blocks of DNA. Therefore, lack of either vitamin B12 or
folic acid causes abnormal and diminished DNA and,
consequently, failure of nuclear maturation and cell divi
sion. Furthermore, the erythroblastic cells of the bone
marrow, in addition to failing to proliferate rapidly,
produce mainly larger than normal RBCs called macrocytes, and the cell itself has a flimsy membrane and is
often irregular, large, and oval instead of the usual bicon
cave disk. These poorly formed cells, after entering the
circulating blood, are capable of carrying oxygen nor
mally, but their fragility causes them to have a short life,
one-half to one-third normal. Therefore, deficiency of
either vitamin B12 or folic acid causes maturation failure
in the process of erythropoiesis.
Maturation Failure Caused by Poor Absorption
of Vitamin B12 from the Gastrointestinal Tract—
Pernicious Anemia. A common cause of RBC matura
tion failure is failure to absorb vitamin B12 from the
gastrointestinal tract. This situation often occurs in the
disease pernicious anemia, in which the basic abnormal
ity is an atrophic gastric mucosa that fails to produce
normal gastric secretions. The parietal cells of the gastric
glands secrete a glycoprotein called intrinsic factor, which
combines with vitamin B12 in food and makes the B12
available for absorption by the gut. It does this in the
1. Intrinsic factor binds tightly with the vitamin B12. In
this bound state, the B12 is protected from digestion
by the gastrointestinal secretions.
2. Still in the bound state, intrinsic factor binds to
specific receptor sites on the brush border mem
branes of the mucosal cells in the ileum.
3. Vitamin B12 is then transported into the blood
during the next few hours by the process of pino
cytosis, carrying intrinsic factor and the vitamin
together through the membrane.
Lack of intrinsic factor, therefore, decreases availability of
vitamin B12 because of faulty absorption of the vitamin.
Once vitamin B12 has been absorbed from the gastro
intestinal tract, it is first stored in large quantities in the
liver and then is released slowly as needed by the bone
marrow. The minimum amount of vitamin B12 required
each day to maintain normal RBC maturation is only 1 to
3 micrograms, and the normal storage in the liver and
other body tissues is about 1000 times this amount.
Therefore, 3 to 4 years of defective B12 absorption are
usually required to cause maturation failure anemia.
Maturation Failure Caused by Folic Acid (Ptero
ylglutamic Acid) Deficiency. Folic acid is a normal con
stituent of green vegetables, some fruits, and meats
(especially liver). However, it is easily destroyed during
cooking. Also, people with gastrointestinal absorption
abnormalities, such as the frequently occurring small
intestinal disease called sprue, often have serious diffi
culty absorbing both folic acid and vitamin B12. Therefore,
in many instances of maturation failure, the cause is defi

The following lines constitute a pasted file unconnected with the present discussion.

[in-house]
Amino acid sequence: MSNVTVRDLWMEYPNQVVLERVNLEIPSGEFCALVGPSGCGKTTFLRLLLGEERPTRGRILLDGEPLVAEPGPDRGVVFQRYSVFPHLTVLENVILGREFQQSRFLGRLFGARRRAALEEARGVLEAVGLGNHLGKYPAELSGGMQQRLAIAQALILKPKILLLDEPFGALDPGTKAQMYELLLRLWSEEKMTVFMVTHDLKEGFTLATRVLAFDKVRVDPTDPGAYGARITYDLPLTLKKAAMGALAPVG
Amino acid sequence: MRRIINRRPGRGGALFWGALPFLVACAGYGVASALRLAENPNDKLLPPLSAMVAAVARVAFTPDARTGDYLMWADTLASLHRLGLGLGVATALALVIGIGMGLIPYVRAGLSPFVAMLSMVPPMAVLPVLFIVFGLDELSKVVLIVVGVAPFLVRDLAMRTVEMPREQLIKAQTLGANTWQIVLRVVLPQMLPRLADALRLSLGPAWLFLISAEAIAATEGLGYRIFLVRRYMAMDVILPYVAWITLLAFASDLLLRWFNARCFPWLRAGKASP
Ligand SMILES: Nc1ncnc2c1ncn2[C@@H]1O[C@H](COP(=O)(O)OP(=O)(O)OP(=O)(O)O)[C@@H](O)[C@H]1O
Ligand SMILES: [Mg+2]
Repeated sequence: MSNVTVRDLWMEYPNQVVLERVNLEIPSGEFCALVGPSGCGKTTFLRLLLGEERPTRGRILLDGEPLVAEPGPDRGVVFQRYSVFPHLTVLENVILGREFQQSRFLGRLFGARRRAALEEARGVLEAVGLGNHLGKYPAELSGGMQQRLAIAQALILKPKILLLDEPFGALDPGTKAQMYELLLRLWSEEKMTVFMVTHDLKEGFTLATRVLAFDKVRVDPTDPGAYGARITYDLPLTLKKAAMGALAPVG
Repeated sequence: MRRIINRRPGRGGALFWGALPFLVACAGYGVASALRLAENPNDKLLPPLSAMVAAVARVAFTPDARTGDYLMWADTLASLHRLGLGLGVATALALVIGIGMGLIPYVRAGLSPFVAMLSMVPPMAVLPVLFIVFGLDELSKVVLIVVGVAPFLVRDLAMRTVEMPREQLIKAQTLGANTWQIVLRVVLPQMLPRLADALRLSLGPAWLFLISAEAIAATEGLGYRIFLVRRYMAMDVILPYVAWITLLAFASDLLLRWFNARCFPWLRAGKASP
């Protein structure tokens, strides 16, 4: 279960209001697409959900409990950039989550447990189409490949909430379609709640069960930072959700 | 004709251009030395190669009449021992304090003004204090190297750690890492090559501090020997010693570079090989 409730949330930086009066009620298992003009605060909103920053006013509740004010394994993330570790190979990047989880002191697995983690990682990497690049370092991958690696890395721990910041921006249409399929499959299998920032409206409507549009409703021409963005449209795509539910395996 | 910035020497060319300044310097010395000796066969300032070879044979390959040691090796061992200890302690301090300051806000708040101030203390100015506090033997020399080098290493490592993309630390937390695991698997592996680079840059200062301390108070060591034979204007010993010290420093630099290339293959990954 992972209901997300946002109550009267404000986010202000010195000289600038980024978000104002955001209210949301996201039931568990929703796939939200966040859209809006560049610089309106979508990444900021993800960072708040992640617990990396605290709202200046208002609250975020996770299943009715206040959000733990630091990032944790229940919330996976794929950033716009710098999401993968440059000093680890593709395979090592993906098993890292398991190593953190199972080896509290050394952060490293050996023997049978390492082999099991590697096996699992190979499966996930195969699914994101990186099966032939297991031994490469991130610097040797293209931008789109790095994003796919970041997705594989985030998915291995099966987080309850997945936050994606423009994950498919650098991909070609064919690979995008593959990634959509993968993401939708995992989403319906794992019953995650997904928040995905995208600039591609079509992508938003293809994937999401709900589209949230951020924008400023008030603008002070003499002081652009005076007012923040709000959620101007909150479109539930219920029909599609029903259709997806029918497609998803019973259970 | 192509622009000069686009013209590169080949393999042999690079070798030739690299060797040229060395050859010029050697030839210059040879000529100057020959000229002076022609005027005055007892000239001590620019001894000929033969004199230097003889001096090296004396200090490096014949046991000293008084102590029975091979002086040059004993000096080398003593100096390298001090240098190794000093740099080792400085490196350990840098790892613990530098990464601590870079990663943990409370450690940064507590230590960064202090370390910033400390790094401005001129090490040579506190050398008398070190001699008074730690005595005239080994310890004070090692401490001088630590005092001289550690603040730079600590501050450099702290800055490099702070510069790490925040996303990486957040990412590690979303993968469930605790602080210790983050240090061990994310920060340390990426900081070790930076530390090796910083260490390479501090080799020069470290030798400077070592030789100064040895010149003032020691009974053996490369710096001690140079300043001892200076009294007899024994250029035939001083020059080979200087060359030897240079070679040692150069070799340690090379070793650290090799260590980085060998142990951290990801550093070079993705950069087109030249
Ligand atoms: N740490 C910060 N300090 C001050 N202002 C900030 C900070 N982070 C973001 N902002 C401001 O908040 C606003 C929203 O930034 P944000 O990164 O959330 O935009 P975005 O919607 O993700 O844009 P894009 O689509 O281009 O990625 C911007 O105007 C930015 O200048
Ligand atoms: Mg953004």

ciency of intestinal absorption of both folic acid and
Synthesis of hemoglobin begins in the proerythroblasts
and continues even into the reticulocyte stage of the
RBCs. Therefore, when reticulocytes leave the bone
marrow and pass into the blood stream, they continue to
form minute quantities of hemoglobin for another day or
so until they become mature erythrocytes.
Figure 33-5 shows the basic chemical steps in the
formation of hemoglobin. First, succinyl-CoA, which is
formed in the Krebs metabolic cycle (as explained in
Chapter 68), binds with glycine to form a pyrrole mole
cule. In turn, four pyrroles combine to form protoporphy
rin IX, which then combines with iron to form the heme
2 succinyl-CoA + 2 glycine
protoporphyrin IX + Fe++
heme + polypeptide
hemoglobin chain (α or β)
2 α chains + 2 β chains
Figure 33-5. Formation of hemoglobin.
state or until enough RBCs have been produced to carry
adequate amounts of oxygen to the tissues despite the low
level of oxygen; at this time, the rate of erythropoietin
production decreases to a level that will maintain the
required number of RBCs but not an excess.
In the absence of erythropoietin, few RBCs are formed
by the bone marrow. At the other extreme, when large
quantities of erythropoietin are formed and if plenty of
iron and other required nutrients are available, the rate of
RBC production can rise to perhaps 10 or more times
normal. Therefore, the erythropoietin mechanism for
controlling RBC production is a powerful one.
Unit VI Blood Cells, Immunity, and Blood Coagulation
pass through many small capillaries, and the spiked ends
of the crystals are likely to rupture the cell membranes,
leading to sickle cell anemia.
(hemoglobin chain α or β)
Figure 33-6. Basic structure of the heme moiety, showing one of
the four heme chains that bind together, along with globin polypeptide, to form the hemoglobin molecule.
molecule. Finally, each heme molecule combines with a
long polypeptide chain, a globin synthesized by ribo
somes, forming a subunit of hemoglobin called a hemoglobin chain (Figure 33-6). Each chain has a molecular
weight of about 16,000; four of these chains in turn
bind together loosely to form the whole hemoglobin
There are several slight variations in the different
subunit hemoglobin chains, depending on the amino acid
composition of the polypeptide portion. The different
types of chains are designated alpha chains, beta chains,
gamma chains, and delta chains. The most common form
of hemoglobin in the adult human being, hemoglobin A,
is a combination of two alpha chains and two beta chains.
Hemoglobin A has a molecular weight of 64,458.
Because each hemoglobin chain has a heme prosthetic